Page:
From: Andreas Huber (ah2003_at_[hidden])
Date: 2004-05-28 07:31:40
E. Gladyshev <eegg <at> comcast.net> writes:
> > No, the term is "innermost common outer state", not "innermost state". The
> > innermost common outer state is only defined during a transition and is
> > exactly the same as the LCA, see definitions.html.
> The definition of "innermost common outer state" is
> "The innermost common outer state of two states is the first direct or
> indirect outer state that
> both states have in common".
> It doesn't say anything about transitions?
Sorry for the confusion. Yes, it is defined for any two states in your state
chart. What I wanted to say is that it has little meaning outside of
> In your watch sample, is the Active state is innermost common outer state
> of the Stopped and Running states?
> Are the Stopped and Running states are "innermost" states?
> My concernt is that your exception handing model has this internal
> if/else mechanism.
> "If the state machine is stable when the exception is thrown, the state that
> caused the exception
> is first tried for a reaction. Otherwise the outermost unstable state is
> first tried for a reaction."
> How do I incorporate this if/else behavior in my traditional state machine
> design process?
The idea behind this if/else mechanism is that the event resulting from the
exception is always sent to exactly the state from where a full recovery is
possible. If an in-state reaction throws, then obviously the machine is stable
and the exception_event can be processed by the state that caused the
exception. For failing entry actions this is impossible so from the point
where the exception actually happened the dispatcher moves outward until it
finds a state that *could* bring the state machine back into a stable state
(by a transitioning to an other state or by terminating).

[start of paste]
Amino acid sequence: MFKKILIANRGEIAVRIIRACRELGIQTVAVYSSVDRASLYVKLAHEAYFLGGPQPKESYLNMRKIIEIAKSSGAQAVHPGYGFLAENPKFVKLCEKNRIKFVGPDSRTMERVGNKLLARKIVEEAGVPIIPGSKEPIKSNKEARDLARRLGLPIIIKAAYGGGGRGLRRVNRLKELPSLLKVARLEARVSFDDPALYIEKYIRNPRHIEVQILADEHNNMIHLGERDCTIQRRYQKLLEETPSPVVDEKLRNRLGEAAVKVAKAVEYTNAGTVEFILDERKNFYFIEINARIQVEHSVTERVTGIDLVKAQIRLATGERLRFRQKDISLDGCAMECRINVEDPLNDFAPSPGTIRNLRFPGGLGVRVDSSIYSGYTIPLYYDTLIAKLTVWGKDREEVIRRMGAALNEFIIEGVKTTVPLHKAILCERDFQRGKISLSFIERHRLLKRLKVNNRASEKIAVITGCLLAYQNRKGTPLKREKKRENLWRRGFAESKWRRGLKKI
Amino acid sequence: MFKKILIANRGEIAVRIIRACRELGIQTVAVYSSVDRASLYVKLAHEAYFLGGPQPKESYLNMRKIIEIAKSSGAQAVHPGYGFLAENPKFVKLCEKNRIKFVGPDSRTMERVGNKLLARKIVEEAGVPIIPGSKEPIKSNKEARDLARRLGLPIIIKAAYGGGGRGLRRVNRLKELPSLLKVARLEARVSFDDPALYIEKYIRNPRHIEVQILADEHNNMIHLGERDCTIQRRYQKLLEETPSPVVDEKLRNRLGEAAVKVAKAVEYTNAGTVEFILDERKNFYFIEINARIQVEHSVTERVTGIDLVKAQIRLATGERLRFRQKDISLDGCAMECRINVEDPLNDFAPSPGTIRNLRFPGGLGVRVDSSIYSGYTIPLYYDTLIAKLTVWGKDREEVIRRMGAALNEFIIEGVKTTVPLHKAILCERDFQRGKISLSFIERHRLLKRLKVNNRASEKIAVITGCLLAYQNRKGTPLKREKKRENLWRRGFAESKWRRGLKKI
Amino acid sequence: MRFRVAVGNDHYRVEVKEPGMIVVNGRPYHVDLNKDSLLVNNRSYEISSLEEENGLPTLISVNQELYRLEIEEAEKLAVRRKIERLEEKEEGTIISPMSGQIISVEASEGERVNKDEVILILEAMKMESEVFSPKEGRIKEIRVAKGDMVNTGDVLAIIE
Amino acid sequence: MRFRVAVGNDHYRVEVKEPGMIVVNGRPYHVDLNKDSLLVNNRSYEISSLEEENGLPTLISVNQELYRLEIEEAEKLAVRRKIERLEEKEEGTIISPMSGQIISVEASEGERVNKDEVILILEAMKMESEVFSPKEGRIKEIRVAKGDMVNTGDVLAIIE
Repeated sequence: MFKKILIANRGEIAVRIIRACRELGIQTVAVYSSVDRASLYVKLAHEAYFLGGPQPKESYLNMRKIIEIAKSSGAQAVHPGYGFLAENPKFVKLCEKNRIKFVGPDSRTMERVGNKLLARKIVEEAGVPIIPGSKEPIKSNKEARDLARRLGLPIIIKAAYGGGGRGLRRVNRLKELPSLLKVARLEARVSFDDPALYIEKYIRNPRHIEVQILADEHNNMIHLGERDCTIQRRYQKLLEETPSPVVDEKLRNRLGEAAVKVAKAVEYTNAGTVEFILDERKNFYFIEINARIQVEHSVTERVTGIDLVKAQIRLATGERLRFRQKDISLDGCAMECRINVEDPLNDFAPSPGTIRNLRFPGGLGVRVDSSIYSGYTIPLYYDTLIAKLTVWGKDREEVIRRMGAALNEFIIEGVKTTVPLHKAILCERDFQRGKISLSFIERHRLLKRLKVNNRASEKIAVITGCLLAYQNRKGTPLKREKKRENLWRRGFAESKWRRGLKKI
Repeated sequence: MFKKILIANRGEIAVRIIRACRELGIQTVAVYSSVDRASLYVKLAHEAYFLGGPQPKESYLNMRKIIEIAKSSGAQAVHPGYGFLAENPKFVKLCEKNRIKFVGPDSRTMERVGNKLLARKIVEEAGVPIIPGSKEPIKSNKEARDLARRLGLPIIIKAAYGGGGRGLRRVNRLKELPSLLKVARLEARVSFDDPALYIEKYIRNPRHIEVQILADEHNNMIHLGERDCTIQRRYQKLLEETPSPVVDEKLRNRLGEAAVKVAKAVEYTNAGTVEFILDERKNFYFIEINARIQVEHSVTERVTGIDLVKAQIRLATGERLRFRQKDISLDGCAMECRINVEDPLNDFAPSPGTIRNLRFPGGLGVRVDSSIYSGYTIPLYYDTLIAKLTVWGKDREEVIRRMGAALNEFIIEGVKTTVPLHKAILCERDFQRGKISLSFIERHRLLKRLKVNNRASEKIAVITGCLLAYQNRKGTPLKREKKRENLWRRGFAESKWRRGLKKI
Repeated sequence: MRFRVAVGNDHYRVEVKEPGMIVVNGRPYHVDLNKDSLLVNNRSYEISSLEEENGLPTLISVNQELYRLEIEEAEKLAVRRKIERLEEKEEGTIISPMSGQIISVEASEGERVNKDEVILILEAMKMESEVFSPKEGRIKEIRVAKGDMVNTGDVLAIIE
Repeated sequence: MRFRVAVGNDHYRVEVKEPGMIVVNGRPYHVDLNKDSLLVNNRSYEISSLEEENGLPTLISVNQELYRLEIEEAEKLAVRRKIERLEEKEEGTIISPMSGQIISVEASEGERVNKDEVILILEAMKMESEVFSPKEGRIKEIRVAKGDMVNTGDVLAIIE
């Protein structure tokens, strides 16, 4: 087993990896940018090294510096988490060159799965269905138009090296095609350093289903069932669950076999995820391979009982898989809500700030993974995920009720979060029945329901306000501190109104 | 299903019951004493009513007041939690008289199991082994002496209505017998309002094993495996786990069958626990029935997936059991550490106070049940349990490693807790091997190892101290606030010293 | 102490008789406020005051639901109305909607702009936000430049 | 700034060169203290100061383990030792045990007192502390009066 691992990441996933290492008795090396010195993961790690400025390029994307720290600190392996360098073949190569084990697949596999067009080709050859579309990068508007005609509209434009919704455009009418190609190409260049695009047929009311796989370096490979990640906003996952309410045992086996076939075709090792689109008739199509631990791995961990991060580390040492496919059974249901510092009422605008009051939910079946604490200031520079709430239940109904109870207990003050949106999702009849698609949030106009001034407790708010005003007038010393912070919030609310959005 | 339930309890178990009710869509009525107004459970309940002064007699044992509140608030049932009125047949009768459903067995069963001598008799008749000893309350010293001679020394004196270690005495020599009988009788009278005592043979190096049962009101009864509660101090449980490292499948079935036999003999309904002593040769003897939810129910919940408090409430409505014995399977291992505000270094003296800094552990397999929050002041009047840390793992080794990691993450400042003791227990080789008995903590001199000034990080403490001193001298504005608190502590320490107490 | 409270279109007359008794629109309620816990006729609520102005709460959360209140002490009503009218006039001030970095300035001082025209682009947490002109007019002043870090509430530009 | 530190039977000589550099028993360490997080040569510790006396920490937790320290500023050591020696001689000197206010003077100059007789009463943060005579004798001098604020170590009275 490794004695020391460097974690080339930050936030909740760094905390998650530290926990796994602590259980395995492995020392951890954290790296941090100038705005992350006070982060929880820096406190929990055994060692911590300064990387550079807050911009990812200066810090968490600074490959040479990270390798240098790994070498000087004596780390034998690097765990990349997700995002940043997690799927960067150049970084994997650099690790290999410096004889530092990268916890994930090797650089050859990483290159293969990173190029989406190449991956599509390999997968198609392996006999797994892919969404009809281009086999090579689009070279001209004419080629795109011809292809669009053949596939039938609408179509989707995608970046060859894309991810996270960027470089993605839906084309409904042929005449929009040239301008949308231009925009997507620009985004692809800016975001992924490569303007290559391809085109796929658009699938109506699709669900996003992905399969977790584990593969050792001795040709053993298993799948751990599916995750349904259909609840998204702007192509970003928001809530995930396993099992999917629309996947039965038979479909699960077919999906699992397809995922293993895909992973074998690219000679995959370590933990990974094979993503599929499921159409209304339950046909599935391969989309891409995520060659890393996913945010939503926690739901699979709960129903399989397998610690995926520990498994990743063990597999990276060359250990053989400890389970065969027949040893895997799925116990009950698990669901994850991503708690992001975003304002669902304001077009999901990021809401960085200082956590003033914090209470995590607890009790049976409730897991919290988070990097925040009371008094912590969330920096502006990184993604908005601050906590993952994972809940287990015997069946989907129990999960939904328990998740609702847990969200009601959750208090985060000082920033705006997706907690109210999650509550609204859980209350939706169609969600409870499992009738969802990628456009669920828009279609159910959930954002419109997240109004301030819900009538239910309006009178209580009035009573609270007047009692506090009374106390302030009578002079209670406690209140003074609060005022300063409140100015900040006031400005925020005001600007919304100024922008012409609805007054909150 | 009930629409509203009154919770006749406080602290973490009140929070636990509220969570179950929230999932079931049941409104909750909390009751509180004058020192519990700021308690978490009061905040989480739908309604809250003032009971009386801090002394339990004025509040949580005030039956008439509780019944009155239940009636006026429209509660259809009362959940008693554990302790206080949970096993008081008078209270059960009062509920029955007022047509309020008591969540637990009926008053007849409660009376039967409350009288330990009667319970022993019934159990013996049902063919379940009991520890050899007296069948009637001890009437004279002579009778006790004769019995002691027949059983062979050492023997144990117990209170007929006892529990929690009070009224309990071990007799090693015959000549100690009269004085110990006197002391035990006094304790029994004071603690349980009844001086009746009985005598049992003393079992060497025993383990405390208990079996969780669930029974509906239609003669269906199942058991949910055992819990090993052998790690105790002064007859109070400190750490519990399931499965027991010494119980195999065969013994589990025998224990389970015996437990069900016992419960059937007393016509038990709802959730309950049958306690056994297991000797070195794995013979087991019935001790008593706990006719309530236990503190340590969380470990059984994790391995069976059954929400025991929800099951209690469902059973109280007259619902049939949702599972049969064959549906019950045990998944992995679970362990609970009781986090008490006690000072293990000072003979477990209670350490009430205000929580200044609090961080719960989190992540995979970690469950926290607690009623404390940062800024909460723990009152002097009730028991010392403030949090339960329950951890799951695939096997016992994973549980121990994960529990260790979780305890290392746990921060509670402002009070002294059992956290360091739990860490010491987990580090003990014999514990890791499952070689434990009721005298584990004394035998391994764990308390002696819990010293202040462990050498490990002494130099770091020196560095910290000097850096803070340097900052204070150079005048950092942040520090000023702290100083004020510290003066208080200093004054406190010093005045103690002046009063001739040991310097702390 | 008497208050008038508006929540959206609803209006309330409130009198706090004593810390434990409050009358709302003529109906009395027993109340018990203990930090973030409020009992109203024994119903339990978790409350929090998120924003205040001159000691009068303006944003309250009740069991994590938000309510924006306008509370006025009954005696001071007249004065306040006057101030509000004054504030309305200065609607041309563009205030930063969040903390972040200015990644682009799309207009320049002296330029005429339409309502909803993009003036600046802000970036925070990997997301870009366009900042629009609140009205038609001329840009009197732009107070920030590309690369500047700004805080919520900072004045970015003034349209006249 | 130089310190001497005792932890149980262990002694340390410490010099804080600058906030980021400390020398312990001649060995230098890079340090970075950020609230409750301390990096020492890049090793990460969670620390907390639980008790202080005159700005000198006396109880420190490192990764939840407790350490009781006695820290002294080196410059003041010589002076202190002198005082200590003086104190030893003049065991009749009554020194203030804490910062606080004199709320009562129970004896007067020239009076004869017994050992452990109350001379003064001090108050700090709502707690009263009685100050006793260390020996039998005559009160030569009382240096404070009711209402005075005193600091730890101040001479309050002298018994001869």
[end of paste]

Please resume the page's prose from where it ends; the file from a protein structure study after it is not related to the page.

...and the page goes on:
> For instance if I add an exception_thrown reaction to a state, how will I
> whether this reaction is called as the result of an exception that occured
> in this state or in one of its inner states?
> How can I tell whether it is a failed react function failed entry action
> of failed transition?
I assume you mean that you cannot distinguish between failing in-state
reactions of the outer state, failing entry actions of the inner states and
failing transition actions between the inner states. That is true. I have
never though about this. Is that a problem for you?
> > Well, since the state machine is terminated when you fail to handle the
> > exception_thrown event, you could argue that the exception handling system
> > does add one reaction (the termination). Is that what you are referring
> Yes, plus those implicit transitions that depend on where the
> exception is thrown (react/entry action/transition)?
Those aren't transitions, are they? The *reaction search* algorithm just acts
differently in the face of failure. If it wouldn't, it is possible that your
state machine is left in an invalid state when you make a mistake while
handling the exception_thrown event.
> It seems to me that with your exception handling process,
> the well established state machine design techniques will need
> to be revisited. I am not saying that it
> is a bad thing, it just needs some theoretical work.
I believe that the current way of handling exceptions in boost::fsm is not far
away from what you can possibly hope for. However, I agree that I'll need to
justify it much more thoroughly. As I mentioned before I will update the
Rationale (as soon as this thread has died down).
> Like you mentioned before, all the FSM theories
> aren't addressing the exception handling stuff.
> You are suggesting a practical solution but a good
> theory is absent.
True. I hope some of the rationale I will write can establish that theory.
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